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Silver trevally, flathead and mullet the mainstay
  |  First Published: July 2013



The cold weather is now with us and naturally at this time of year the numbers of boaters will decrease but there will be plenty of land-based anglers out and about trying their luck.

Of course there will be many patches of weather when the conditions are great and returns very encouraging, just that it can be a bit on the cold side.

I received a call from one such boater who is often out in his 5m runabout. Josh Evans from Morwell says that he likes to put in at Port Welshpool when the conditions allow. He says that this is when there is not the crazy amount of boats trying to get in and out of the water seemingly all at once when arguments break out as to who should go first.

Josh says that he has been making the most of good conditions and he has a few secret spots that always seem to produce fish. He says that he doesn’t really mind not catching what he calls glamour fish in snapper as he thinks they are over rated as far as eating is concerned. This opinion is shared by many fellow anglers.

There have been positive reports where good numbers of silver trevally have been taken in the Lewis Channel with many boaters anchoring or tying up at or near the long jetty. As well as the silvers there have been very good numbers of Australian salmon making an appearance but the whiting have been a bit on the quiet side. This could be that baits intended for them have been scoffed down by other hungry surface fish.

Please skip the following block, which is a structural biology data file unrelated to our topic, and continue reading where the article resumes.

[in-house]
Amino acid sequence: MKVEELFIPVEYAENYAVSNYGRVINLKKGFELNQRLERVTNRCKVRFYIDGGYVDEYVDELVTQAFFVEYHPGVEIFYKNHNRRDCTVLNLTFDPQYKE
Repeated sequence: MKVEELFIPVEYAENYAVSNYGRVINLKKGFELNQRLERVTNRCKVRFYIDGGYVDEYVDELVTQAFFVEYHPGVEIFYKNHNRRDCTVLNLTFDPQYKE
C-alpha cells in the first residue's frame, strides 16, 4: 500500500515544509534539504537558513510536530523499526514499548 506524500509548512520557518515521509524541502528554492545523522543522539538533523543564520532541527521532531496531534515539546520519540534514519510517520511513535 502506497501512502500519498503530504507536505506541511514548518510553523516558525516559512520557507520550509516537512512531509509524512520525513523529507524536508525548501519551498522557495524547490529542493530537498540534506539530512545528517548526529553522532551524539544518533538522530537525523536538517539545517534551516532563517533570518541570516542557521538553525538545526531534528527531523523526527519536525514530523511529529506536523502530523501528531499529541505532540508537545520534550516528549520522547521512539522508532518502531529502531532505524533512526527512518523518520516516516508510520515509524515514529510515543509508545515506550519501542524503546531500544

As is usually the case, the entrance is worth a visit where good-size flathead and gummies have been bagged. No news as far as the snapper are concerned but this is not unusual for this time of year.

Further out wide there have been big flathead, salmon and gummies being caught on a variety of presentations. George Thomas and a mate had a great day out on the flathead in the deep water and over a four hour stretch they lost count of the big flathead caught but returned home with only what they required for their immediate needs.

The local jetty is always worth a visit when conditions allow but not when there is a gale blowing. On a recent trip to the area I decided to have a look and spoke to some of the locals who were trying their luck. I was not surprised when they said that the eastern end of the structure has been the most productive. This is where good numbers of salmon, silvers, flathead and mullet have been taken. The best time to try your luck has been on the run-in tide.

A short distance to the east is the sister port in Port Albert. Rob and Ulla Killury run the local general store and have a gantry that will weigh just about any size fish. He says that even though the cold weather has slowed down fishing there have been quite good size gummies being taken to around 1.6m. These fish have been caught mainly in the deeper water outside the entrance along with salmon to 2.5kg.

Back inside the entrance there have been salmon, silvers and flathead being bagged by boaters. The big salmon have also been taken off the jetty which is interesting and if they happen to stick around this area it will be a must fish location. There has also been flathead and gar fish along with the occasional leather jacket making an appearance.

There have been quite good reports from nearby McLoughlins Beach. Daryl Leighton had just returned from a visit to the area shortly before this report and said that he had a very good time on the gummies and salmon.

Daryl says that they should soon be accompanied by flathead and when this happens the fishing will be better still.

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